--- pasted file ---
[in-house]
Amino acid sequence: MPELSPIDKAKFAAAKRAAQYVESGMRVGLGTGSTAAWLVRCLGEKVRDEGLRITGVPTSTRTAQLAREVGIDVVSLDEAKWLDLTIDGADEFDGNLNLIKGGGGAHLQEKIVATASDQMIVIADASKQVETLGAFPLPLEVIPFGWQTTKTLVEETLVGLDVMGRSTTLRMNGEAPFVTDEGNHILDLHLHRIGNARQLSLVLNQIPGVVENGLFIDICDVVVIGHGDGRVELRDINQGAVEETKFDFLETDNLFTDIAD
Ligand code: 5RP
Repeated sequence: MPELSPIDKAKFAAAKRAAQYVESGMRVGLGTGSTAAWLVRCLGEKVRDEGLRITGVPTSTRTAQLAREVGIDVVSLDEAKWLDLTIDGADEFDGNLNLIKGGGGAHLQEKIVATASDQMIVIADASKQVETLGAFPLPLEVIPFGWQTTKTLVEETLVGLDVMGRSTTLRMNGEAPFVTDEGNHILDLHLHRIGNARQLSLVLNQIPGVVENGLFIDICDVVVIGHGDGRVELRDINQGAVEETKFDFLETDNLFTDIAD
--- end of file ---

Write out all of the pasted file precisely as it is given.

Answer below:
[in-house]
Amino acid sequence: MPELSPIDKAKFAAAKRAAQYVESGMRVGLGTGSTAAWLVRCLGEKVRDEGLRITGVPTSTRTAQLAREVGIDVVSLDEAKWLDLTIDGADEFDGNLNLIKGGGGAHLQEKIVATASDQMIVIADASKQVETLGAFPLPLEVIPFGWQTTKTLVEETLVGLDVMGRSTTLRMNGEAPFVTDEGNHILDLHLHRIGNARQLSLVLNQIPGVVENGLFIDICDVVVIGHGDGRVELRDINQGAVEETKFDFLETDNLFTDIAD
Ligand code: 5RP
Repeated sequence: MPELSPIDKAKFAAAKRAAQYVESGMRVGLGTGSTAAWLVRCLGEKVRDEGLRITGVPTSTRTAQLAREVGIDVVSLDEAKWLDLTIDGADEFDGNLNLIKGGGGAHLQEKIVATASDQMIVIADASKQVETLGAFPLPLEVIPFGWQTTKTLVEETLVGLDVMGRSTTLRMNGEAPFVTDEGNHILDLHLHRIGNARQLSLVLNQIPGVVENGLFIDICDVVVIGHGDGRVELRDINQGAVEETKFDFLETDNLFTDIAD